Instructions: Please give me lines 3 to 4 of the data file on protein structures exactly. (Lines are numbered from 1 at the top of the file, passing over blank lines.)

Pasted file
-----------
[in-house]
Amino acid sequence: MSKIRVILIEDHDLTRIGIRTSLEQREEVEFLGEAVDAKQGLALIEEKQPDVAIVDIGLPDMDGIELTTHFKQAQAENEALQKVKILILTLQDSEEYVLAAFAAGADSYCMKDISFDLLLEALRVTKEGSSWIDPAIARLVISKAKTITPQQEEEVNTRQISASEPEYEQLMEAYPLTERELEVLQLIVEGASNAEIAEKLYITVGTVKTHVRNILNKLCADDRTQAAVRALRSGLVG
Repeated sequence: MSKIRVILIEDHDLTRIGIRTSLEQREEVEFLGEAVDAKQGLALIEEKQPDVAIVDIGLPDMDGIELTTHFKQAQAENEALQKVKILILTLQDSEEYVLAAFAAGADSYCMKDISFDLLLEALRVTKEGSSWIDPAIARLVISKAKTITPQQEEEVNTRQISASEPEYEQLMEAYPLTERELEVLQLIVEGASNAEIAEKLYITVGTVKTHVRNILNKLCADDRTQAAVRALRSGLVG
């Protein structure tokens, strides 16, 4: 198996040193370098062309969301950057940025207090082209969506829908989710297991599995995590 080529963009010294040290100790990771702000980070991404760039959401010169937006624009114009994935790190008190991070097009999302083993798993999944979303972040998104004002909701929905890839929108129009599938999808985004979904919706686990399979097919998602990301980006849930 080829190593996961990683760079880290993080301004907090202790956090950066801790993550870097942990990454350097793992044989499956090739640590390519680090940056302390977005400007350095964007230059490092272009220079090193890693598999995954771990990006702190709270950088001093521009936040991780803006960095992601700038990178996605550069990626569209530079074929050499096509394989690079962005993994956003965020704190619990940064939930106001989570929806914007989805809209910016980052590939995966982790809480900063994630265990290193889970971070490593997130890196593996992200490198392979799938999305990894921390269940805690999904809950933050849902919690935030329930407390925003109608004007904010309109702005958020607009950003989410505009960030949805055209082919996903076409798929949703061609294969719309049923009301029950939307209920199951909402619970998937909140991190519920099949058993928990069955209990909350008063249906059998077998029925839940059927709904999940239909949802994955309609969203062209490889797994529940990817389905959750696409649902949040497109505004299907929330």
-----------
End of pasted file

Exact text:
Repeated sequence: MSKIRVILIEDHDLTRIGIRTSLEQREEVEFLGEAVDAKQGLALIEEKQPDVAIVDIGLPDMDGIELTTHFKQAQAENEALQKVKILILTLQDSEEYVLAAFAAGADSYCMKDISFDLLLEALRVTKEGSSWIDPAIARLVISKAKTITPQQEEEVNTRQISASEPEYEQLMEAYPLTERELEVLQLIVEGASNAEIAEKLYITVGTVKTHVRNILNKLCADDRTQAAVRALRSGLVG
């Protein structure tokens, strides 16, 4: 198996040193370098062309969301950057940025207090082209969506829908989710297991599995995590 080529963009010294040290100790990771702000980070991404760039959401010169937006624009114009994935790190008190991070097009999302083993798993999944979303972040998104004002909701929905890839929108129009599938999808985004979904919706686990399979097919998602990301980006849930 080829190593996961990683760079880290993080301004907090202790956090950066801790993550870097942990990454350097793992044989499956090739640590390519680090940056302390977005400007350095964007230059490092272009220079090193890693598999995954771990990006702190709270950088001093521009936040991780803006960095992601700038990178996605550069990626569209530079074929050499096509394989690079962005993994956003965020704190619990940064939930106001989570929806914007989805809209910016980052590939995966982790809480900063994630265990290193889970971070490593997130890196593996992200490198392979799938999305990894921390269940805690999904809950933050849902919690935030329930407390925003109608004007904010309109702005958020607009950003989410505009960030949805055209082919996903076409798929949703061609294969719309049923009301029950939307209920199951909402619970998937909140991190519920099949058993928990069955209990909350008063249906059998077998029925839940059927709904999940239909949802994955309609969203062209490889797994529940990817389905959750696409649902949040497109505004299907929330």